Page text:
Saving Earth or Saving Profits (Google Alert / Mailstrom)

Read at : Google Alert / desertification

Saving Earth or Saving Profits


From an article in December’s Socialist Standardtranslated from a leaflet distributed by socialists in France.
The environment is not under threat from industrial production as such, but from this in the service of profit-seeking

All forms of vegetable and animal life are part of a network of relations called an “ecosystem” in ecology. Normally this system is self-regulating to the extent that, if an imbalance develops, this is rectified spontaneously, either by the restoration of the previous balance or by the establishment of a new balance. The problem is that there’s been the industrial revolution: the pollution of water and the ground due to the massive disposal of toxic or non-recyclable wastes and to the use in intensive agriculture of chemical fertilisers, nitrates and pesticides; the pollution of the oceans due to the increase of maritime traffic, the flow from polluted rivers, the shipwreck of oil tankers (70 alone in 1996!), the discharge of toxic, chemical and radioactive waste, desludging at sea, etc; overfishing; the pollution of the air due to the massive use of fossil fuels, the development of the individual motor car, and the clearance by fire of forests (despite these being the lungs of the planet!); industrial accidents (Seveso (1996), Bhopal (1984), Chernobyl (1986), Toulouse (2001)); the emission of greenhouse gases (CO2) by petrol vehicles and factories, deforestation, leading to global warming and its consequences (rise in the sea level due to the melting of the icepack and of polar and continental glaciers, floods, desertification, storms); acid rain; extinction of living species; introduction of GM organisms; storage of nuclear waste; expansion of towns (where now more than half the world’s population live).

And for a good reason! No State is going to implement legislation which would penalise the competitiveness of its national enterprises in the face of foreign competition. States only take into account environmental questions if they can find an agreement at international level which will disadvantage none of them. But that’s the snag because competition for the appropriation of world profits is one of the bases of the present system. Attempts at international cooperation have already been made: the League of Nations, then the UN, for example, were set up to “maintain” peace. But the 20th century saw the most devastating and murderous wars in history!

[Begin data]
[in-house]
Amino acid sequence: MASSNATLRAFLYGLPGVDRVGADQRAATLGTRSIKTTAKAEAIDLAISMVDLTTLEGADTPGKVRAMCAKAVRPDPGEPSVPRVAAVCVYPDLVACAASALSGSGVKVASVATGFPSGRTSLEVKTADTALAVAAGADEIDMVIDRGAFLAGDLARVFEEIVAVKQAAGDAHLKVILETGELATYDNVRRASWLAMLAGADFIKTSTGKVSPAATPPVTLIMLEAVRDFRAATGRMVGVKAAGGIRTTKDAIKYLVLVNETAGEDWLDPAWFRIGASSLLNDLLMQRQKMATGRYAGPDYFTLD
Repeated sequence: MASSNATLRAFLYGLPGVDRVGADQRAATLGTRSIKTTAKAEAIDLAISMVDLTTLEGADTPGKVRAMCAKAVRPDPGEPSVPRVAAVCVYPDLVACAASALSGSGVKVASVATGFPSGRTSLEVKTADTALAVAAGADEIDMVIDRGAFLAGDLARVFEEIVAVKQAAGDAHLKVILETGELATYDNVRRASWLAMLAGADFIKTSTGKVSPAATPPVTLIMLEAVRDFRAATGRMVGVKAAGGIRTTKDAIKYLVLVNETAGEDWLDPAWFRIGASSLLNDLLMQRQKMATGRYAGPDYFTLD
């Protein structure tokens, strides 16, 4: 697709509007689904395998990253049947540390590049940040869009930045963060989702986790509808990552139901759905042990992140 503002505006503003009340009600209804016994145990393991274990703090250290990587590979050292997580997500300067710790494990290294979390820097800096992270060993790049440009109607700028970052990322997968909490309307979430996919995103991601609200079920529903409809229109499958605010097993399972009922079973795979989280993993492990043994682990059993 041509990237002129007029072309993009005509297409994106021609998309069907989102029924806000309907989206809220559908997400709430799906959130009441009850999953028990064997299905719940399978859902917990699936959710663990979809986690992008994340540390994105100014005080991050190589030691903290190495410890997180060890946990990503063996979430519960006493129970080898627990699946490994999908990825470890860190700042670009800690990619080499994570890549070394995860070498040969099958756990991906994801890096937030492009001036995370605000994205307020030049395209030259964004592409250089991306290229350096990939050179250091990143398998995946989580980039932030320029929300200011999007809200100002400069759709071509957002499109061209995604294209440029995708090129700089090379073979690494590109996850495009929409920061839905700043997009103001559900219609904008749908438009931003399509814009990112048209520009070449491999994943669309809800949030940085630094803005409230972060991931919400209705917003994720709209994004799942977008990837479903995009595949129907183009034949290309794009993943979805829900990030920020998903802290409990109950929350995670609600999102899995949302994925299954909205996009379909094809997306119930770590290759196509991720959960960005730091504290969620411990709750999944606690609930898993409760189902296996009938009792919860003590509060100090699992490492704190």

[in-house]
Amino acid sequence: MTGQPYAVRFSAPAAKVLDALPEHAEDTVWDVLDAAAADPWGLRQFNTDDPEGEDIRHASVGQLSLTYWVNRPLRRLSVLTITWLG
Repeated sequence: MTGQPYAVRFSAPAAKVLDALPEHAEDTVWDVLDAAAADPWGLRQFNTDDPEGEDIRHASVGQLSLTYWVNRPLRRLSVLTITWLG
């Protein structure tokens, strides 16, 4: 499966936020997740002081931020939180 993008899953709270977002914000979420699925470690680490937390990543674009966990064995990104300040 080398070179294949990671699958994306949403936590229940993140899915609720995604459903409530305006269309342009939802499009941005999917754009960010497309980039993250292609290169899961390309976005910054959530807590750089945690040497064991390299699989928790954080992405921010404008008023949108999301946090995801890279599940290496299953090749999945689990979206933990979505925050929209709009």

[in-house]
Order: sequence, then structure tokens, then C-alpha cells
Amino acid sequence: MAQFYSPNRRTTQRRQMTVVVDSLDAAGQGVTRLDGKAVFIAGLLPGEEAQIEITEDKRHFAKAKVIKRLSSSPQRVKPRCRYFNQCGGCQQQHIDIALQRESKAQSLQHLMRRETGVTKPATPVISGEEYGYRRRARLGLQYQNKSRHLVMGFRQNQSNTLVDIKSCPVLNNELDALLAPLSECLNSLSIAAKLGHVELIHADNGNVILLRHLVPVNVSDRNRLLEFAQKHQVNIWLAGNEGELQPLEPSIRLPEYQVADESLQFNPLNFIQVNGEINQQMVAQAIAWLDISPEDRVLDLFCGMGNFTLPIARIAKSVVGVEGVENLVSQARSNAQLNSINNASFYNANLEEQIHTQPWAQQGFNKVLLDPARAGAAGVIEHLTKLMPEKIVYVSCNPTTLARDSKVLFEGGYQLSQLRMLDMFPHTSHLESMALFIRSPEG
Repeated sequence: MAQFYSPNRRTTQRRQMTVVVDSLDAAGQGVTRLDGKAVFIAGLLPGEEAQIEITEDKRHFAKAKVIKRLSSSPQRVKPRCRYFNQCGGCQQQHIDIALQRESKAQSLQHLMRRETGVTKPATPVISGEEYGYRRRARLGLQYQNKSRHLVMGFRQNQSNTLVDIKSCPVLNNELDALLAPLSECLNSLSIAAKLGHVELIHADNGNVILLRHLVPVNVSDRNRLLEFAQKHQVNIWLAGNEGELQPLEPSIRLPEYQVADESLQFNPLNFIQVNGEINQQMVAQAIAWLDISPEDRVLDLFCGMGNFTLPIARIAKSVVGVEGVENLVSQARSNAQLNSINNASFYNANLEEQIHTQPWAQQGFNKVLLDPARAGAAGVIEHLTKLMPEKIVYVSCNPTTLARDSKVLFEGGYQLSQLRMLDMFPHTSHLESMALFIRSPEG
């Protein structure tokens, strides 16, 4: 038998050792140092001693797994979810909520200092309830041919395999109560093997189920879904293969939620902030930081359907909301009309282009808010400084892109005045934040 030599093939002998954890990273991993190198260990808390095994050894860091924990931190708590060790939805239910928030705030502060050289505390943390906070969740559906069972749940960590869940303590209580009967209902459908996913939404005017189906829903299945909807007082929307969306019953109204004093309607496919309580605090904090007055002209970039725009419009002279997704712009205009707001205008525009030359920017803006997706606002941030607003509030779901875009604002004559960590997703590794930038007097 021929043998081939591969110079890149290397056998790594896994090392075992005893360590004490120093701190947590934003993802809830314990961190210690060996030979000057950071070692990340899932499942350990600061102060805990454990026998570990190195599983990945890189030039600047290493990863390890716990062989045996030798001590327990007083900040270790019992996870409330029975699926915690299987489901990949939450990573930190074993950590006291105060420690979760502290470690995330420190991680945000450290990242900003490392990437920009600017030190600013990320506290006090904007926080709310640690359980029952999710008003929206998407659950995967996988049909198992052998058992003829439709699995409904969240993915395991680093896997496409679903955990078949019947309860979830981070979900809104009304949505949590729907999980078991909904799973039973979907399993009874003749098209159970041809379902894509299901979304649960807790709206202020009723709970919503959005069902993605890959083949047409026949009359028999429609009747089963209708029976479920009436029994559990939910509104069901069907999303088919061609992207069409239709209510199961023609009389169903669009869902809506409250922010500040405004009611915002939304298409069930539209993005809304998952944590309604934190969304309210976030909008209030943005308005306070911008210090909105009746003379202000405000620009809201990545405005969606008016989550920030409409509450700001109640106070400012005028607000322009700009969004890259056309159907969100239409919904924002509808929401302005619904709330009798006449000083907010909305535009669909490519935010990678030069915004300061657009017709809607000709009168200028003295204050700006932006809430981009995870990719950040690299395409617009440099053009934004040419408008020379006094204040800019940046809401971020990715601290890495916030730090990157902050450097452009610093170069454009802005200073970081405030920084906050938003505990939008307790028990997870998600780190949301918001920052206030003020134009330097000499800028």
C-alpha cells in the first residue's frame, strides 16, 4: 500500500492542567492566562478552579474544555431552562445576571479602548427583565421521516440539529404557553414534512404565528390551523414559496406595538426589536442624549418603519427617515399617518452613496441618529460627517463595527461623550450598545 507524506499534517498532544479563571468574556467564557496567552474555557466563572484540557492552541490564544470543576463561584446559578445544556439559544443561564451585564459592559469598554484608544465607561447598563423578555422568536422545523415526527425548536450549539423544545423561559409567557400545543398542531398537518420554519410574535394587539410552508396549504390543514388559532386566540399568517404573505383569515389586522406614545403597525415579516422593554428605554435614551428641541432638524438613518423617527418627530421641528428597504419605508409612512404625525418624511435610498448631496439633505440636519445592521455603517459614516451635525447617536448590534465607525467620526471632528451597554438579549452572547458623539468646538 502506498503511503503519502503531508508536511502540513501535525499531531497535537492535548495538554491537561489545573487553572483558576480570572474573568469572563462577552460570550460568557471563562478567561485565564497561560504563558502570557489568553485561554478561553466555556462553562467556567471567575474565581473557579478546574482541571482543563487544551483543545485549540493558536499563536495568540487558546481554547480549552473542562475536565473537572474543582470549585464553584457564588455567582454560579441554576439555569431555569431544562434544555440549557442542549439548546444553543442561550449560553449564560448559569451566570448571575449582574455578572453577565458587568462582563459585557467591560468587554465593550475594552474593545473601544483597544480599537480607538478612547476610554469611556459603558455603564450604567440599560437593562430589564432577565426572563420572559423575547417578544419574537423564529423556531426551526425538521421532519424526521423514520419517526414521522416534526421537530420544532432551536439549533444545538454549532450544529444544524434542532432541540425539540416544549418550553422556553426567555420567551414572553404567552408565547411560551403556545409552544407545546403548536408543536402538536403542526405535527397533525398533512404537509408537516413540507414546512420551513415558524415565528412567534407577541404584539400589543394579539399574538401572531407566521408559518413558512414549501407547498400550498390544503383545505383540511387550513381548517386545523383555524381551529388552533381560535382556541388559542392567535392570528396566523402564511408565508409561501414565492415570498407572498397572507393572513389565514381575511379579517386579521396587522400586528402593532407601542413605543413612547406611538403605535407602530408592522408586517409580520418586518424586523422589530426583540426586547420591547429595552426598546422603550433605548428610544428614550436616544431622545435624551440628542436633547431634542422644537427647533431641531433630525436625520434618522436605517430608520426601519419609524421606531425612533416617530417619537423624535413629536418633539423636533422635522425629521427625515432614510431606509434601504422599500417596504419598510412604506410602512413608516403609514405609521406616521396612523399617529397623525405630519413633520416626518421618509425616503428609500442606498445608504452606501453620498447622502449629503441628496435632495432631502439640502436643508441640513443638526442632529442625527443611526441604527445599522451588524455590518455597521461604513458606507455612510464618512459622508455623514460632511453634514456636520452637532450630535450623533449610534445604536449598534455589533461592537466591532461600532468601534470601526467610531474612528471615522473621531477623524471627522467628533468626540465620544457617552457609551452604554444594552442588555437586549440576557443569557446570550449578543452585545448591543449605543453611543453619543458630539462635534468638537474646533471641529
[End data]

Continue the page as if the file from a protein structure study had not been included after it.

No agreement to limit the activities of the multinationals in their relentless quest for profits is possible. Measures in favour of the environment (and the far-reaching transformation of the productive apparatus and transport system these imply) come up against the interests of enterprises (and their shareholders!) because by increasing costs they decrease profits.

Humans are capable, whatever the form of production, of integrating themselves into a stable ecosystem. That was the case of many “primitive” societies which coexisted in complete harmony with the rest of nature, and there is nothing whatsoever that prevents this being possible today on the basis of industrial technology and methods of production, all the more so that renewable energies exist (wind, solar, tidal, geothermal, waves, biomass, etc) but, for the capitalists, these are a “cost” which penalises them in face of international competition.

So it’s not production as such (i. e., the fashioning of nature to meet human needs) which is incompatible with a stable balance of nature, but the application of certain productive methods which disregard natural balances or which involve changes that are too rapid to allow a natural balance to develop.

The preservation of the environment is a social problem which requires humanity to establish a viable and stable relationship with the rest of nature. In practice this implies a society which uses, as far as possible, renewable energy and raw material resources and which practises the recycling of non-renewable resources; a society which, once an appropriate balance with nature has been formed, will tend towards a stable level of production, indeed towards “zero growth”. This does not mean that changes are to be excluded on principle, but that any change will have to respect the environment by taking place at a pace to which nature can adapt. But the employment by capitalism of destructive methods of production has, over two centuries, upset the balance of nature.


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Author: Willem Van Cotthem

Honorary Professor of Botany, University of Ghent (Belgium). Scientific Consultant for Desertification and Sustainable Development.

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